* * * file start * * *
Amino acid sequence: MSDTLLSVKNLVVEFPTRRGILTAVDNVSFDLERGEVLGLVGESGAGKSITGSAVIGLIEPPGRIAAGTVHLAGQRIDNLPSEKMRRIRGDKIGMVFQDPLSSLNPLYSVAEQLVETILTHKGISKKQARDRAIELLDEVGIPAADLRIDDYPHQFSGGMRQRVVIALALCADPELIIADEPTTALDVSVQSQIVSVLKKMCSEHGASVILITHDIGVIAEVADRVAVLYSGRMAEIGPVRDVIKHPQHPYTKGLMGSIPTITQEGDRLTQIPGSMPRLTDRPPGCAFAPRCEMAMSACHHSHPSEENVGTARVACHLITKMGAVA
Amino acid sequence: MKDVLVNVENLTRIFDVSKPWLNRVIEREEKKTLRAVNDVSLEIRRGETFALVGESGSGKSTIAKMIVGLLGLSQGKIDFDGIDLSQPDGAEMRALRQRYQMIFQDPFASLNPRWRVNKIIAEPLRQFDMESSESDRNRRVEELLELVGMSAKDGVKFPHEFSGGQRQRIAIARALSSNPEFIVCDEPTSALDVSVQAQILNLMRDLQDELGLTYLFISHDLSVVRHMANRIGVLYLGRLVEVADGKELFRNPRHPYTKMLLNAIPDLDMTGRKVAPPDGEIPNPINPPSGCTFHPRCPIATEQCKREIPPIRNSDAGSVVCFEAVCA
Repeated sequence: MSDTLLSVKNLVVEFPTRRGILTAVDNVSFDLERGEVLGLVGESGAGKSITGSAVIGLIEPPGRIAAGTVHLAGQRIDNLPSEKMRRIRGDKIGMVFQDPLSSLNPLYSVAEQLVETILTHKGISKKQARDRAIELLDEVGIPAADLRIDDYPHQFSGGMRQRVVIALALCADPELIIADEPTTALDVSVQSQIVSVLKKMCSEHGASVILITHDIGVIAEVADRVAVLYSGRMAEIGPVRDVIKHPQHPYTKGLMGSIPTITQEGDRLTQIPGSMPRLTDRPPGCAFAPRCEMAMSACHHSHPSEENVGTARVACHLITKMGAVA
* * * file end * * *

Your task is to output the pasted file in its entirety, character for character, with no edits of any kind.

Amino acid sequence: MSDTLLSVKNLVVEFPTRRGILTAVDNVSFDLERGEVLGLVGESGAGKSITGSAVIGLIEPPGRIAAGTVHLAGQRIDNLPSEKMRRIRGDKIGMVFQDPLSSLNPLYSVAEQLVETILTHKGISKKQARDRAIELLDEVGIPAADLRIDDYPHQFSGGMRQRVVIALALCADPELIIADEPTTALDVSVQSQIVSVLKKMCSEHGASVILITHDIGVIAEVADRVAVLYSGRMAEIGPVRDVIKHPQHPYTKGLMGSIPTITQEGDRLTQIPGSMPRLTDRPPGCAFAPRCEMAMSACHHSHPSEENVGTARVACHLITKMGAVA
Amino acid sequence: MKDVLVNVENLTRIFDVSKPWLNRVIEREEKKTLRAVNDVSLEIRRGETFALVGESGSGKSTIAKMIVGLLGLSQGKIDFDGIDLSQPDGAEMRALRQRYQMIFQDPFASLNPRWRVNKIIAEPLRQFDMESSESDRNRRVEELLELVGMSAKDGVKFPHEFSGGQRQRIAIARALSSNPEFIVCDEPTSALDVSVQAQILNLMRDLQDELGLTYLFISHDLSVVRHMANRIGVLYLGRLVEVADGKELFRNPRHPYTKMLLNAIPDLDMTGRKVAPPDGEIPNPINPPSGCTFHPRCPIATEQCKREIPPIRNSDAGSVVCFEAVCA
Repeated sequence: MSDTLLSVKNLVVEFPTRRGILTAVDNVSFDLERGEVLGLVGESGAGKSITGSAVIGLIEPPGRIAAGTVHLAGQRIDNLPSEKMRRIRGDKIGMVFQDPLSSLNPLYSVAEQLVETILTHKGISKKQARDRAIELLDEVGIPAADLRIDDYPHQFSGGMRQRVVIALALCADPELIIADEPTTALDVSVQSQIVSVLKKMCSEHGASVILITHDIGVIAEVADRVAVLYSGRMAEIGPVRDVIKHPQHPYTKGLMGSIPTITQEGDRLTQIPGSMPRLTDRPPGCAFAPRCEMAMSACHHSHPSEENVGTARVACHLITKMGAVA